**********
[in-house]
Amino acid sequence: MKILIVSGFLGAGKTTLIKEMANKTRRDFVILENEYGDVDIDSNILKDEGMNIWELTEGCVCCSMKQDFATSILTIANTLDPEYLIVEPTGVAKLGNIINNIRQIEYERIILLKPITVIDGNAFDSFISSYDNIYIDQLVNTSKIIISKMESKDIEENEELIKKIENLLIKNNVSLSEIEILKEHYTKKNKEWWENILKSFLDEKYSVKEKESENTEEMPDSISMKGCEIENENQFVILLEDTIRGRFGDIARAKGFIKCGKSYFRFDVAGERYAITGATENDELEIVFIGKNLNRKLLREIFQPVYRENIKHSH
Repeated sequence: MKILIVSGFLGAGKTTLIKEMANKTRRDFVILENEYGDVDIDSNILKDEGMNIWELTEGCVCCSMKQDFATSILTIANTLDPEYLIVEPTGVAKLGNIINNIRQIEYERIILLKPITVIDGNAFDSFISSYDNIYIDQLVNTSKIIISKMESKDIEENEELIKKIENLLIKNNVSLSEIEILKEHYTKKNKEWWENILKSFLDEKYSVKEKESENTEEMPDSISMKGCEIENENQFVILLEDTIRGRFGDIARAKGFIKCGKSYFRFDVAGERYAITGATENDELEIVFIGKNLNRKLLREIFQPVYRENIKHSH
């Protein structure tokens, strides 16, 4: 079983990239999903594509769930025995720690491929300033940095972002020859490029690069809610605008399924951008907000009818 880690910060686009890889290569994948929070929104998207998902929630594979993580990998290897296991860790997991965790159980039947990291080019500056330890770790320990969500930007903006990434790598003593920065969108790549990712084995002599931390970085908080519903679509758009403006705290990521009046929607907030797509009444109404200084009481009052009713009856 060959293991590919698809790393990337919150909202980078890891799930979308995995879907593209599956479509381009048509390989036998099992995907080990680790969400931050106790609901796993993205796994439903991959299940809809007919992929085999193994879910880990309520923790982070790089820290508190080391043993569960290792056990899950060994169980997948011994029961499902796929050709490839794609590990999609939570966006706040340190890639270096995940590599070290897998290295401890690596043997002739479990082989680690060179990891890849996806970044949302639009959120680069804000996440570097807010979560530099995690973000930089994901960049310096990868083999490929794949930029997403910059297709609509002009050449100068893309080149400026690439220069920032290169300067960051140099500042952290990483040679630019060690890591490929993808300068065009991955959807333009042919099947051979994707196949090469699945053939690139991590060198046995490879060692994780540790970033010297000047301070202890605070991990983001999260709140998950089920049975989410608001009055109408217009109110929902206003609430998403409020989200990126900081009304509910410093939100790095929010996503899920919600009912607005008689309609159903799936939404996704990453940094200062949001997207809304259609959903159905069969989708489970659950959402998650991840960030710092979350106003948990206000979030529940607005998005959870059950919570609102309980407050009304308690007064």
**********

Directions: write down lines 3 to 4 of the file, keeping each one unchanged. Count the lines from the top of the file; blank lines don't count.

Repeated sequence: MKILIVSGFLGAGKTTLIKEMANKTRRDFVILENEYGDVDIDSNILKDEGMNIWELTEGCVCCSMKQDFATSILTIANTLDPEYLIVEPTGVAKLGNIINNIRQIEYERIILLKPITVIDGNAFDSFISSYDNIYIDQLVNTSKIIISKMESKDIEENEELIKKIENLLIKNNVSLSEIEILKEHYTKKNKEWWENILKSFLDEKYSVKEKESENTEEMPDSISMKGCEIENENQFVILLEDTIRGRFGDIARAKGFIKCGKSYFRFDVAGERYAITGATENDELEIVFIGKNLNRKLLREIFQPVYRENIKHSH
């Protein structure tokens, strides 16, 4: 079983990239999903594509769930025995720690491929300033940095972002020859490029690069809610605008399924951008907000009818 880690910060686009890889290569994948929070929104998207998902929630594979993580990998290897296991860790997991965790159980039947990291080019500056330890770790320990969500930007903006990434790598003593920065969108790549990712084995002599931390970085908080519903679509758009403006705290990521009046929607907030797509009444109404200084009481009052009713009856 060959293991590919698809790393990337919150909202980078890891799930979308995995879907593209599956479509381009048509390989036998099992995907080990680790969400931050106790609901796993993205796994439903991959299940809809007919992929085999193994879910880990309520923790982070790089820290508190080391043993569960290792056990899950060994169980997948011994029961499902796929050709490839794609590990999609939570966006706040340190890639270096995940590599070290897998290295401890690596043997002739479990082989680690060179990891890849996806970044949302639009959120680069804000996440570097807010979560530099995690973000930089994901960049310096990868083999490929794949930029997403910059297709609509002009050449100068893309080149400026690439220069920032290169300067960051140099500042952290990483040679630019060690890591490929993808300068065009991955959807333009042919099947051979994707196949090469699945053939690139991590060198046995490879060692994780540790970033010297000047301070202890605070991990983001999260709140998950089920049975989410608001009055109408217009109110929902206003609430998403409020989200990126900081009304509910410093939100790095929010996503899920919600009912607005008689309609159903799936939404996704990453940094200062949001997207809304259609959903159905069969989708489970659950959402998650991840960030710092979350106003948990206000979030529940607005998005959870059950919570609102309980407050009304308690007064």